Paid to be human


Ever hear a friend say they are being paid to be a robot because so much of their job is repetitive? The bad news for these people is that, with advancements in robotics and artificial intelligence, these jobs ARE going away. The good news for these people is that these jobs are going away!  But things are never that black and white. It’s more about tasks and activities going away. Most of the jobs themselves will remain (that is, those people will remain in employment) but the “job” will look nothing like what it does today.  Not only will the majority of jobs stay and be transformed, but a significant number of never-seen-before jobs will also be created. If you are a person who is comfortable with change, life-learning and excited by the idea of moving outside your comfort zone, then you can consider your future income safe. If you excel at these things, you stand to be quite successful. However, fear of change and avoiding change are common. The human brain, by its nature, likes repetition because it allows it to create neural shortcuts. These shortcuts require less brain power, freeing up the processing power to be applied elsewhere, to other not so familiar activities. Ever drive to work in the morning and think, gosh I can hardly remember that journey? That’s a neural shortcut!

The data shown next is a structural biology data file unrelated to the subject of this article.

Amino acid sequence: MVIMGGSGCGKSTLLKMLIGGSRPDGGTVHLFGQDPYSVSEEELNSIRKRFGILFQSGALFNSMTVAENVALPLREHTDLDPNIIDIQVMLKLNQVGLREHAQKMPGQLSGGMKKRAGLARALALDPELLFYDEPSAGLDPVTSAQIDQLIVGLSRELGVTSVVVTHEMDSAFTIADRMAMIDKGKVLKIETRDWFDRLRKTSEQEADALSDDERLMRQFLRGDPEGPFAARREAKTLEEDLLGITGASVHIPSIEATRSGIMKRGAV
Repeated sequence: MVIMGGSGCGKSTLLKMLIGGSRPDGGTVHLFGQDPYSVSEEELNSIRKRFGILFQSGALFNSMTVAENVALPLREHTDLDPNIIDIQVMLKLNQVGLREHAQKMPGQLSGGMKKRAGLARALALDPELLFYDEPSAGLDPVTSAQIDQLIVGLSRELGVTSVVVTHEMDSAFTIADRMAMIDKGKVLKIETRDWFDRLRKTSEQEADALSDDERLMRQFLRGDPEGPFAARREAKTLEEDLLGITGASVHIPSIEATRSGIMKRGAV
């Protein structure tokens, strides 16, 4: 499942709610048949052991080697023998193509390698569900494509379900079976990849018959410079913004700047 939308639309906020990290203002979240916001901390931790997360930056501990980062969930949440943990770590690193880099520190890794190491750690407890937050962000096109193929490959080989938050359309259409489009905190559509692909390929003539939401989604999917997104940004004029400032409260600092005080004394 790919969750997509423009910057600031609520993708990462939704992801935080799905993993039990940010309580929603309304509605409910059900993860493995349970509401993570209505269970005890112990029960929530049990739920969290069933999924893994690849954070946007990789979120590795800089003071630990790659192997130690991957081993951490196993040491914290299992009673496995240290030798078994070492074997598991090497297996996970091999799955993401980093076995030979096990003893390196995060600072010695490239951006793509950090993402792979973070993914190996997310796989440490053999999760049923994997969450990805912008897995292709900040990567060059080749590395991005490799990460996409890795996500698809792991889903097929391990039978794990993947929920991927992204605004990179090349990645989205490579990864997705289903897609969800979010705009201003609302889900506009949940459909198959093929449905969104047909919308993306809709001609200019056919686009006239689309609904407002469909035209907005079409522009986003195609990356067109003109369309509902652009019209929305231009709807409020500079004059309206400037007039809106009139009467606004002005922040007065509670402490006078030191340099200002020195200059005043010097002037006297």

We are living in exciting times technologically-speaking, and change is happening at an alarming pace. The skills we will need for the future will be dramatically different to the ones that were valued in the past. Anything that can be digitized or automated will be. It stands to reason then, that the skills not easily digitized and automated are the ones that will become most valuable. Traits like creativity, imagination, intuition, emotion and ethics. These things that come so naturally to us as humans, will be what sets us apart in the future world of work as we try to maintain our humanity in a digital world. We will become next-generation knowledge workers, paid to think and paid to understand how others think. But more than that, we will be paid to think ethically, paid to think empathetically, paid to understand and appeal to human emotions, paid to decipher human psychology and behaviours (the good and the bad).

For our children entering the workforce a few years from now, we must encourage them to consider having aspects of these human skills in their education and experience. Subject combinations, that in my college days might have been perceived as “unusual combinations with difficult job prospects” will become more the norm. Expect to see more of technology + psychology, technology + sociology, criminology + systems science, technology + art, occupational health +  telemetry, biology and circuitry, cybersecurity + town planning, machine learning + ethics, speech therapy and A.I., virtual assistant design + counselling. Expect to see exciting new jobs advertised like personality design engineer, facial features specialists, bias detective, virtual holiday designer, digital twin consultant, human emulation engineer etc. In the future, you may be paid just to be human. Why? Because…

Machines are very good at being robots, but they are only average at being human.

Check out this Change2 video by Futurist Gerd Leonhard, TFAStudios or 21 unusual but probable jobs of the future according to Ben Pring of Cognizant’s Center for Future of Work. Interesting stuff.

Published by Gillian Bergin

Mentoring enthusiast with passion for people, leadership, personal development, sharing life experiences and all things data and innovation.

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